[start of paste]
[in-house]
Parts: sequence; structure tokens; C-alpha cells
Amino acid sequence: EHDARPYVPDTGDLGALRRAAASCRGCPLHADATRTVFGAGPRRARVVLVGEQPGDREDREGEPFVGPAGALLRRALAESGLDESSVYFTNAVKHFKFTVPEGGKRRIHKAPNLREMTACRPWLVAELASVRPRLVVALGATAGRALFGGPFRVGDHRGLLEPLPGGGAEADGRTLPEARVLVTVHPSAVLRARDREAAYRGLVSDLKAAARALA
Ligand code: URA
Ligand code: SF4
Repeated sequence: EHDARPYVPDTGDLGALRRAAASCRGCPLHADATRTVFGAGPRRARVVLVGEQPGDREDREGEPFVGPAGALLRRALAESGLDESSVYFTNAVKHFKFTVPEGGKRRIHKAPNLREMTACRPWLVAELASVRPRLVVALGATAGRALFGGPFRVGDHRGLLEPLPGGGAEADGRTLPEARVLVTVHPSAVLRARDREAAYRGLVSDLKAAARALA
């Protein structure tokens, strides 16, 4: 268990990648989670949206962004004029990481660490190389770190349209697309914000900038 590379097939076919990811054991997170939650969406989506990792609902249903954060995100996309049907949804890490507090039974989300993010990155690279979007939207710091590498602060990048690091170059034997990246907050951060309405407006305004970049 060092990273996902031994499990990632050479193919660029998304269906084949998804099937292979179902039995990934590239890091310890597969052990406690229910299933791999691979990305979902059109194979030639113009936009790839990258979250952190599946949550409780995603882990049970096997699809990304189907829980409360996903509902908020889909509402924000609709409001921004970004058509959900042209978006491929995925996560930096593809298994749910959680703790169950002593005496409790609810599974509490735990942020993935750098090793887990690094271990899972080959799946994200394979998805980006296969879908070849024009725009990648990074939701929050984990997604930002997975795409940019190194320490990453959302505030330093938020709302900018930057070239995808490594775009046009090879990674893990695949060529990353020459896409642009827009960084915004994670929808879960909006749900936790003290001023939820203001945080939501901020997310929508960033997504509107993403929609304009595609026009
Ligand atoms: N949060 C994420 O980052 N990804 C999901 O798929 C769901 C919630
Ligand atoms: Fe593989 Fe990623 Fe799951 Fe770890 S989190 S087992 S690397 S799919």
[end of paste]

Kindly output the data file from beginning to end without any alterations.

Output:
[in-house]
Parts: sequence; structure tokens; C-alpha cells
Amino acid sequence: EHDARPYVPDTGDLGALRRAAASCRGCPLHADATRTVFGAGPRRARVVLVGEQPGDREDREGEPFVGPAGALLRRALAESGLDESSVYFTNAVKHFKFTVPEGGKRRIHKAPNLREMTACRPWLVAELASVRPRLVVALGATAGRALFGGPFRVGDHRGLLEPLPGGGAEADGRTLPEARVLVTVHPSAVLRARDREAAYRGLVSDLKAAARALA
Ligand code: URA
Ligand code: SF4
Repeated sequence: EHDARPYVPDTGDLGALRRAAASCRGCPLHADATRTVFGAGPRRARVVLVGEQPGDREDREGEPFVGPAGALLRRALAESGLDESSVYFTNAVKHFKFTVPEGGKRRIHKAPNLREMTACRPWLVAELASVRPRLVVALGATAGRALFGGPFRVGDHRGLLEPLPGGGAEADGRTLPEARVLVTVHPSAVLRARDREAAYRGLVSDLKAAARALA
């Protein structure tokens, strides 16, 4: 268990990648989670949206962004004029990481660490190389770190349209697309914000900038 590379097939076919990811054991997170939650969406989506990792609902249903954060995100996309049907949804890490507090039974989300993010990155690279979007939207710091590498602060990048690091170059034997990246907050951060309405407006305004970049 060092990273996902031994499990990632050479193919660029998304269906084949998804099937292979179902039995990934590239890091310890597969052990406690229910299933791999691979990305979902059109194979030639113009936009790839990258979250952190599946949550409780995603882990049970096997699809990304189907829980409360996903509902908020889909509402924000609709409001921004970004058509959900042209978006491929995925996560930096593809298994749910959680703790169950002593005496409790609810599974509490735990942020993935750098090793887990690094271990899972080959799946994200394979998805980006296969879908070849024009725009990648990074939701929050984990997604930002997975795409940019190194320490990453959302505030330093938020709302900018930057070239995808490594775009046009090879990674893990695949060529990353020459896409642009827009960084915004994670929808879960909006749900936790003290001023939820203001945080939501901020997310929508960033997504509107993403929609304009595609026009
Ligand atoms: N949060 C994420 O980052 N990804 C999901 O798929 C769901 C919630
Ligand atoms: Fe593989 Fe990623 Fe799951 Fe770890 S989190 S087992 S690397 S799919």